Enter the brilliant Mexican filmmakers who became internationally famous at the turn of the century with Amores Perros (2000) and Y Tu Mama Tambien (2001), namely Alfonso Cuarón, Alejandro Iñárritu, and their oft-used director of photography, Emmanuel Lubezki. Cuarón and Lubezki labored for almost seven years on what became Gravity (2013), and considering all the complicated effects, you’d like to think that real-time was the furthest thing from their minds. However, not so unlike their horror brethren (and many have called Gravity a glorified horror film), Cuarón and Lubezki needed real-time to give Gravity, ahem, gravitas. If you’ve been living in space or something, Gravity is the story of a doctor, Ryan (Sandra Bullock), and her colleague Matt (George Clooney), who are fixing some part of a satellite, when a field of space debris cuts them off from their fellow astronauts and their shuttle. Cuarón had been playing with long takes for quite a while, but they’re so innovative here, so vital to the action, so 360-degree amazing when seen in 3-D IMAX, that America’s breath was taken away. (No, the whole film isn’t one take; it has about 200 cuts, or at least 1000 less than each of the last 10 winners of the Best Film Editing Oscar, an award it won.) The absolutely outstanding 88-minute film has been described as a game-changer and even the first personal blockbuster. You’d love to think that Hollywood filmmakers would try to emulate Cuarón, but they probably won’t, because you can’t think short-term when you want to achieve Gravity’s real-time pull.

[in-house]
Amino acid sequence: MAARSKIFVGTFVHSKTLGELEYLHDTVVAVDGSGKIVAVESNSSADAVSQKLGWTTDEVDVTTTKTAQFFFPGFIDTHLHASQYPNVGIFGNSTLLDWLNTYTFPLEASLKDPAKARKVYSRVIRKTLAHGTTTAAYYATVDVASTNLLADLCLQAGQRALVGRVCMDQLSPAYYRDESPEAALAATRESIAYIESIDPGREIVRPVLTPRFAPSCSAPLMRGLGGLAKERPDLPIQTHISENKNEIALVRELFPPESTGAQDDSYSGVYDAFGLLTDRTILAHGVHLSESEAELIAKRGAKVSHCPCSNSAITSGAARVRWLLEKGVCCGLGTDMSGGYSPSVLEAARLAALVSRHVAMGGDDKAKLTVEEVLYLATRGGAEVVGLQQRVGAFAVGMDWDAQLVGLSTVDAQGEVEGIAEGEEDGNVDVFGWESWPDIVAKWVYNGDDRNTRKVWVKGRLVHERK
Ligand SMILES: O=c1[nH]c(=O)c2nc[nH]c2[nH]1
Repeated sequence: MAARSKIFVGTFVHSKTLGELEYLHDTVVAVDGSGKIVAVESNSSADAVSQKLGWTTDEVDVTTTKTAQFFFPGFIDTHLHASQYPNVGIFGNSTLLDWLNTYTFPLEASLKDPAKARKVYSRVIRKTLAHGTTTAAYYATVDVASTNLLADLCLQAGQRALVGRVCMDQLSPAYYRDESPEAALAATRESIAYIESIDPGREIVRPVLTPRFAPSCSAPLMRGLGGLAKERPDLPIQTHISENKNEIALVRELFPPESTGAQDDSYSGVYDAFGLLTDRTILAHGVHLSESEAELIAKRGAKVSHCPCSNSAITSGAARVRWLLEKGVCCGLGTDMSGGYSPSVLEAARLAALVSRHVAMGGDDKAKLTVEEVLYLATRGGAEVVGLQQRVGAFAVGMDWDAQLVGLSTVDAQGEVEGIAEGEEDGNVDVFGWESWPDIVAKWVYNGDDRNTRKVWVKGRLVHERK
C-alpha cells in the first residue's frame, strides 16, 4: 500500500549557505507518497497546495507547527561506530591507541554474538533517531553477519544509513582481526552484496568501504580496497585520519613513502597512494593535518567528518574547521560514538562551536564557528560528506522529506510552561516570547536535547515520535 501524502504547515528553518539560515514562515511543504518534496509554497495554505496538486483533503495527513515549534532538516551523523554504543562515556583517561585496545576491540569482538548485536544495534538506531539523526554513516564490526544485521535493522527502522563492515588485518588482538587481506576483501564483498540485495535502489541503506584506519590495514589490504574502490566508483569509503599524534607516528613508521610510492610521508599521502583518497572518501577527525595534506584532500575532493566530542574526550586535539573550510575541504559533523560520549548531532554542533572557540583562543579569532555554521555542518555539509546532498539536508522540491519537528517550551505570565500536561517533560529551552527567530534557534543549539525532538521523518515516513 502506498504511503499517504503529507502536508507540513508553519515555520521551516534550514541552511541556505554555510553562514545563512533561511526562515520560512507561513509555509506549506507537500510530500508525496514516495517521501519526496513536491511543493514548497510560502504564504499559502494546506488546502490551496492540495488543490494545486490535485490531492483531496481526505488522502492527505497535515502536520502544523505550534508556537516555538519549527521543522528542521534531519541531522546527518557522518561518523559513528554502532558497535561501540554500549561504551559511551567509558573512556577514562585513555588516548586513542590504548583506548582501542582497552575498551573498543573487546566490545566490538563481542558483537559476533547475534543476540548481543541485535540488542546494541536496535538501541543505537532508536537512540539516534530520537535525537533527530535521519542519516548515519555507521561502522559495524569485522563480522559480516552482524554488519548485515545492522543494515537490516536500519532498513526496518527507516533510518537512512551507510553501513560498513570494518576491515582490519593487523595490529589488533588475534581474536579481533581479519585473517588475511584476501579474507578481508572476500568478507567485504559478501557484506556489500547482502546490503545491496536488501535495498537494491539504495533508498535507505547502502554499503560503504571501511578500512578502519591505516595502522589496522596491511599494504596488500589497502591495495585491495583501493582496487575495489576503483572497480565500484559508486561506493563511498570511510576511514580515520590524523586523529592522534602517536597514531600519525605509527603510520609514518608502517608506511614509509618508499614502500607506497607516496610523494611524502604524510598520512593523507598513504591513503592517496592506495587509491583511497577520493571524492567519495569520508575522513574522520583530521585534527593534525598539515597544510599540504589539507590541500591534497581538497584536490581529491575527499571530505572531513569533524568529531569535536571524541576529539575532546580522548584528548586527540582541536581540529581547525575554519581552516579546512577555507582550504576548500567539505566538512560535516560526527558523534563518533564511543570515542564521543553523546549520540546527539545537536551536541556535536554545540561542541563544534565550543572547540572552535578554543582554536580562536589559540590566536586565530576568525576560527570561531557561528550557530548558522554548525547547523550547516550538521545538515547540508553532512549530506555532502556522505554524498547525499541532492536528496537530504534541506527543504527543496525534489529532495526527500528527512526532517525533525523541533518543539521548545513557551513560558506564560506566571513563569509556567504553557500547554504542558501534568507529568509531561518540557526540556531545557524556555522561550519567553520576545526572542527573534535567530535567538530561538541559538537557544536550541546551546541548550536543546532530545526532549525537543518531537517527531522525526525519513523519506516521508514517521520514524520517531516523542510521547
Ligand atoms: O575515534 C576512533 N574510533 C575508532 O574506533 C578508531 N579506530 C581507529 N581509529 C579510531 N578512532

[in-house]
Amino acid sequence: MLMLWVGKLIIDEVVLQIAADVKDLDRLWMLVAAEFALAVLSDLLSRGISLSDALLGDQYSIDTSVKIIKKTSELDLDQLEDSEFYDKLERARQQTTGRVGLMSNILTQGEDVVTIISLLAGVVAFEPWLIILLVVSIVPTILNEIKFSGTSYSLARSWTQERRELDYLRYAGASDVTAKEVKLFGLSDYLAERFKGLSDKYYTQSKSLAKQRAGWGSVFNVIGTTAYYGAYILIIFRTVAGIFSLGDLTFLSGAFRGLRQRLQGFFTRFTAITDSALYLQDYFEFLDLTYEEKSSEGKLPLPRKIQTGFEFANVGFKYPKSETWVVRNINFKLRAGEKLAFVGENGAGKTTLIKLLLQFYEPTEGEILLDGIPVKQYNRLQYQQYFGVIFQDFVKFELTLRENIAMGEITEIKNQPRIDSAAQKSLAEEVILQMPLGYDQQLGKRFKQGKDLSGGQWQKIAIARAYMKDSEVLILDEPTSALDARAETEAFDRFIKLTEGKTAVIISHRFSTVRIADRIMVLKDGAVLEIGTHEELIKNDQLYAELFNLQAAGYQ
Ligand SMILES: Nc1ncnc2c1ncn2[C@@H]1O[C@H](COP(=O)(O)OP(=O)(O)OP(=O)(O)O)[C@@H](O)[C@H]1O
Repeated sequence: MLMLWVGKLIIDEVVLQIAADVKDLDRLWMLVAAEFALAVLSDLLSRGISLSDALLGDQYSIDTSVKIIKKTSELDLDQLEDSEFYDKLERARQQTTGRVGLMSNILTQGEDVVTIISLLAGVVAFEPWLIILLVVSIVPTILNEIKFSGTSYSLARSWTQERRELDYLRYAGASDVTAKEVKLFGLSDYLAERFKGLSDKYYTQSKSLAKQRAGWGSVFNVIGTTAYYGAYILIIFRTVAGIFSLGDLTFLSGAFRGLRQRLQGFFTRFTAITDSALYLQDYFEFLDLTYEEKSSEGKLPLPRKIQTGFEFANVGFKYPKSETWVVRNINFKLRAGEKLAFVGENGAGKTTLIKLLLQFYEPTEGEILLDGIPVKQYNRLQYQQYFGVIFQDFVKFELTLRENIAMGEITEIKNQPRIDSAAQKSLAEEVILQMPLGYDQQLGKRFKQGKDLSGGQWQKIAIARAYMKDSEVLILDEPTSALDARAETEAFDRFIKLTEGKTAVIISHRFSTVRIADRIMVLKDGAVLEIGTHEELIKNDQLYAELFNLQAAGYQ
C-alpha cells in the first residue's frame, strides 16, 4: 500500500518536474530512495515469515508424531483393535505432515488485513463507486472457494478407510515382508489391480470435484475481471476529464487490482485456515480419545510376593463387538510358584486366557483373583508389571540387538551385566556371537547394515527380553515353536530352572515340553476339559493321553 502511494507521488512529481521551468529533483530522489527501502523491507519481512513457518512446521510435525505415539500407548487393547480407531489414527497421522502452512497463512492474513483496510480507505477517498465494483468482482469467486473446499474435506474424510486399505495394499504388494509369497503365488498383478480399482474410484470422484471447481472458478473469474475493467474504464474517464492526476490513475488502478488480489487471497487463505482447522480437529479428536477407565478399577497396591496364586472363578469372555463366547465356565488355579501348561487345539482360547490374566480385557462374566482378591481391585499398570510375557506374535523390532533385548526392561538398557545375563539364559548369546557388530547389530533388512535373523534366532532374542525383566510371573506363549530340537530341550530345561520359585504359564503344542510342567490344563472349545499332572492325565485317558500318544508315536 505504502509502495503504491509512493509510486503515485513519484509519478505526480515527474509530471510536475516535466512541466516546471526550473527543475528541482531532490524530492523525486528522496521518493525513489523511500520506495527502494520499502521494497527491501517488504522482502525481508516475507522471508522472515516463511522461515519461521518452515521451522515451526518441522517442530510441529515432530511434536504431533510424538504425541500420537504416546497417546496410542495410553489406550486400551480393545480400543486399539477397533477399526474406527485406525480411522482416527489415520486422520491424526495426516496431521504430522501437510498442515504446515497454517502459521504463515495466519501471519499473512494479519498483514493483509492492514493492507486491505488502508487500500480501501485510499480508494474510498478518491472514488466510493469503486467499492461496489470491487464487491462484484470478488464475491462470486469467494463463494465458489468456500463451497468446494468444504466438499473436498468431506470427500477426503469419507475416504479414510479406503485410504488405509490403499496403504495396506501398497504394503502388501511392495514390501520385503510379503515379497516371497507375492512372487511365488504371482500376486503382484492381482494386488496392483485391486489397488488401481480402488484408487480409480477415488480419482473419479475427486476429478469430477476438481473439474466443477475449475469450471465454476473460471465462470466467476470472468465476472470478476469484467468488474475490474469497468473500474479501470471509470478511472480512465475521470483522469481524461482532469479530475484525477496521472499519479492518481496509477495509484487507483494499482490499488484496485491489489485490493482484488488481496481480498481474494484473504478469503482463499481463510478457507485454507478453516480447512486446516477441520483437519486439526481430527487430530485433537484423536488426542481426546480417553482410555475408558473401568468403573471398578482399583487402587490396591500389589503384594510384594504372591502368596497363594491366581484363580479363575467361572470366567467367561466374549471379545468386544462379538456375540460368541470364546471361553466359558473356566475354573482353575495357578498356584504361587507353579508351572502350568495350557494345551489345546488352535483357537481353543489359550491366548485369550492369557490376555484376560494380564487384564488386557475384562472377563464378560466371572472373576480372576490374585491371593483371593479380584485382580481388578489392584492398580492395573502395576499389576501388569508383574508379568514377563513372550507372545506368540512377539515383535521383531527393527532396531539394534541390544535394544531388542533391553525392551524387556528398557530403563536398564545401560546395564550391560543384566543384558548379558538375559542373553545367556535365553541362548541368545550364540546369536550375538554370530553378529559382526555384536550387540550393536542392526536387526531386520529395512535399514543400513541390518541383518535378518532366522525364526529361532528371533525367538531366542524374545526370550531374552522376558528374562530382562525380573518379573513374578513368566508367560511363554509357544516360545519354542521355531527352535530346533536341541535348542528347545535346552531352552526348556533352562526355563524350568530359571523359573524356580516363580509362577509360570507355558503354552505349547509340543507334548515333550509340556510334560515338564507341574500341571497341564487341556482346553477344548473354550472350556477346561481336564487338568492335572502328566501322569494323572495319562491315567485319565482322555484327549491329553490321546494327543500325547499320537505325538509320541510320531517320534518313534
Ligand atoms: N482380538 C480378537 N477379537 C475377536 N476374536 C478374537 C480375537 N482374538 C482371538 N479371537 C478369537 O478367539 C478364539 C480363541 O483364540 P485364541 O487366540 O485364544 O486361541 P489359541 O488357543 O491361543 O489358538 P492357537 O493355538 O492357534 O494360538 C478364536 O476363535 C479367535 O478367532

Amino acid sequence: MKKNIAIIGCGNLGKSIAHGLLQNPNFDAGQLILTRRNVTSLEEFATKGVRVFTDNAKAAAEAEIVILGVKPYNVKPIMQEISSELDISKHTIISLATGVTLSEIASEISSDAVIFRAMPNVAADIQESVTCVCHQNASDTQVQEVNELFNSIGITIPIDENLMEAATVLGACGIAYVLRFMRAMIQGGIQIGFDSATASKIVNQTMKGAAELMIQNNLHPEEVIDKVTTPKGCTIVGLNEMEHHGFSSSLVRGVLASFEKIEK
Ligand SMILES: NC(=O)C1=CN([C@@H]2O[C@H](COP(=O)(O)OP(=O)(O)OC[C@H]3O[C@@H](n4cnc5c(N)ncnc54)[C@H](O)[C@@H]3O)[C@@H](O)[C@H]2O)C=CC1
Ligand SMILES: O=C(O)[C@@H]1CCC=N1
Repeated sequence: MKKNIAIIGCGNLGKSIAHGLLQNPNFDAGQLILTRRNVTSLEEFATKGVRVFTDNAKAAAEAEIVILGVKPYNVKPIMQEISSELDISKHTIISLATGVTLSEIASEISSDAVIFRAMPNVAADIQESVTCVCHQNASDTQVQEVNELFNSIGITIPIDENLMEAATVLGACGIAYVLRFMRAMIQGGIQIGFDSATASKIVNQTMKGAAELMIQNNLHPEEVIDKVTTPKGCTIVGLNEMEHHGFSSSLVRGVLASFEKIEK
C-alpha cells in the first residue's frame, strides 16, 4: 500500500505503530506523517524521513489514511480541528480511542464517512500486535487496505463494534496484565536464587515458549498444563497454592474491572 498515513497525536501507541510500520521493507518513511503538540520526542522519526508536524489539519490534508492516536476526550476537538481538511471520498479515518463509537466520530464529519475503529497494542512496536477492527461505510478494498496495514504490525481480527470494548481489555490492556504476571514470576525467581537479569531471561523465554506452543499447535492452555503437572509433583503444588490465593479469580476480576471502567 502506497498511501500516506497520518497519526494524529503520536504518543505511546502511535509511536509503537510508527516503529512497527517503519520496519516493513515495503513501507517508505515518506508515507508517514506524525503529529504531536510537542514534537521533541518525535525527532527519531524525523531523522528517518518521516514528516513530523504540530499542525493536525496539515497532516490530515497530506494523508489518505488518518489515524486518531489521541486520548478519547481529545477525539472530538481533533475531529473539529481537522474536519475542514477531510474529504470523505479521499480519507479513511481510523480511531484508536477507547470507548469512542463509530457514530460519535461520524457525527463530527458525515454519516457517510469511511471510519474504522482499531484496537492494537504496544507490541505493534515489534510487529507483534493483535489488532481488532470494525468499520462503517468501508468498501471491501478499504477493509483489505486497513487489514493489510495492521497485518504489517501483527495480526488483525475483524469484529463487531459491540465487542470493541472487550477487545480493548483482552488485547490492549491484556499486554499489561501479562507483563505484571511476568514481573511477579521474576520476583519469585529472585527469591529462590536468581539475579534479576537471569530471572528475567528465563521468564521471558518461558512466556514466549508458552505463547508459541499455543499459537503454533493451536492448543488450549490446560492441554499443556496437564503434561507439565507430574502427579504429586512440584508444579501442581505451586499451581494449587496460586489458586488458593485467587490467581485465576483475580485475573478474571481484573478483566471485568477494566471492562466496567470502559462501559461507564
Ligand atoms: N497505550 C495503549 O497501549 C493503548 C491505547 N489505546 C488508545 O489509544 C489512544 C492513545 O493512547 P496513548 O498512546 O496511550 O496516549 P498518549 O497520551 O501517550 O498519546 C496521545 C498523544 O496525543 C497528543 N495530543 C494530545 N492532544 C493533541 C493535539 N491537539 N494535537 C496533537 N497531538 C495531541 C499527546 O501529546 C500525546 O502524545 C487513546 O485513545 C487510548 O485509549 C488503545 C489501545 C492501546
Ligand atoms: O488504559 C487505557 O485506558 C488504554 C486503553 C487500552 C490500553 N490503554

No one’s accusing Emmanuel Lubezki or Alejandro Iñárritu of thinking short-term, and here they are with Birdman, a single-shot film that stands in many ways as the culmination of 66 years and 33 boldly innovative real-time films including 11 in the sub-set of single-shots. See the Sound on Sight review here).

So where does real-time go from here? More horror? More 24? (Really, Fox?) More knock-offs? Instead, let’s hope that if we are careening toward the interactive, video-game-movie-hybrid future that some have predicted, creative artists will remember to dance with the ones that brung them…the vertiginous how-do-they-do-it? virtuosity of the best real-time films. If the relatively minor Rope can be remembered as a great example for half a century, our hopes for Gravity and its peers can remain as high as a satellite.

Top 20 Real-Time Films by Rotten Tomatoes Score (using audience score as tiebreak)

  1. 12 Angry Men 100%
  2. Dr. Strangelove 100%
  3. Fail-Safe 100%*
  4. Rope 97%
  5. Gravity 97%
  6. High Noon 96%
  7. Cleo From 5 to 7 96%
  8. The Exterminating Angel 95%
  9. Before Sunset 95%
  10. Last Year at Marienbad 95%
  11. Run Lola Run 93%
  12. Long Day’s Journey Into Night 93%
  13. Fantastic Voyage 93%
  14. Birdman 91%
  15. United 93 91%
  16. My Dinner With Andre 90%
  17. Russian Ark 89%
  18. Slacker 85%
  19. The Set-Up 83%
  20. Inserts 80%

*Fail-Safe (1964) has no RT score. Fail-Safe (2000), the televised remake, has an RT score of 100. This list does not include TV; because most of the remake’s reviewers remarked that the original was at least as good (or better), a projected score of 100 doesn’t seem out of bounds.

– Daniel Smith-Rowsey


The Past, Present, and Future of Real-Time Films Part Three

LFF 2014: ‘The Tribe’ an original, provocative, brutal, and discombobulating work